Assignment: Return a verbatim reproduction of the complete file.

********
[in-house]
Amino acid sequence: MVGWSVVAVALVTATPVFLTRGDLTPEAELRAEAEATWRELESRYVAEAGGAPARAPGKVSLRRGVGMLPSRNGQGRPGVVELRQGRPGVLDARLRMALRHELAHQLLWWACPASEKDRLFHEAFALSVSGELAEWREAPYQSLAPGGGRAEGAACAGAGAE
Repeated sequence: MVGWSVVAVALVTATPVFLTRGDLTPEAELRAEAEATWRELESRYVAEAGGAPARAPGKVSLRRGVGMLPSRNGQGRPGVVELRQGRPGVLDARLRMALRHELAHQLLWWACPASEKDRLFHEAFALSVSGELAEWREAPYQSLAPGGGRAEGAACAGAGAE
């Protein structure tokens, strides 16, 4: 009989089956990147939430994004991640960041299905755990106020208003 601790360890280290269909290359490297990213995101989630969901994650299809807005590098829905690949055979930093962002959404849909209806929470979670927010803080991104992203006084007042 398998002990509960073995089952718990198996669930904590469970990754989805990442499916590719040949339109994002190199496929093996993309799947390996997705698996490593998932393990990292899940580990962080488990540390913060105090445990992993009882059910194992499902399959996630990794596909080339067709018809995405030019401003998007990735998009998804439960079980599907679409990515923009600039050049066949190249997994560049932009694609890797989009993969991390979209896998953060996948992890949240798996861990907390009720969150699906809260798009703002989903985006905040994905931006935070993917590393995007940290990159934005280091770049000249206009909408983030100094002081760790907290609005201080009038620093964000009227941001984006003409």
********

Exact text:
[in-house]
Amino acid sequence: MVGWSVVAVALVTATPVFLTRGDLTPEAELRAEAEATWRELESRYVAEAGGAPARAPGKVSLRRGVGMLPSRNGQGRPGVVELRQGRPGVLDARLRMALRHELAHQLLWWACPASEKDRLFHEAFALSVSGELAEWREAPYQSLAPGGGRAEGAACAGAGAE
Repeated sequence: MVGWSVVAVALVTATPVFLTRGDLTPEAELRAEAEATWRELESRYVAEAGGAPARAPGKVSLRRGVGMLPSRNGQGRPGVVELRQGRPGVLDARLRMALRHELAHQLLWWACPASEKDRLFHEAFALSVSGELAEWREAPYQSLAPGGGRAEGAACAGAGAE
């Protein structure tokens, strides 16, 4: 009989089956990147939430994004991640960041299905755990106020208003 601790360890280290269909290359490297990213995101989630969901994650299809807005590098829905690949055979930093962002959404849909209806929470979670927010803080991104992203006084007042 398998002990509960073995089952718990198996669930904590469970990754989805990442499916590719040949339109994002190199496929093996993309799947390996997705698996490593998932393990990292899940580990962080488990540390913060105090445990992993009882059910194992499902399959996630990794596909080339067709018809995405030019401003998007990735998009998804439960079980599907679409990515923009600039050049066949190249997994560049932009694609890797989009993969991390979209896998953060996948992890949240798996861990907390009720969150699906809260798009703002989903985006905040994905931006935070993917590393995007940290990159934005280091770049000249206009909408983030100094002081760790907290609005201080009038620093964000009227941001984006003409």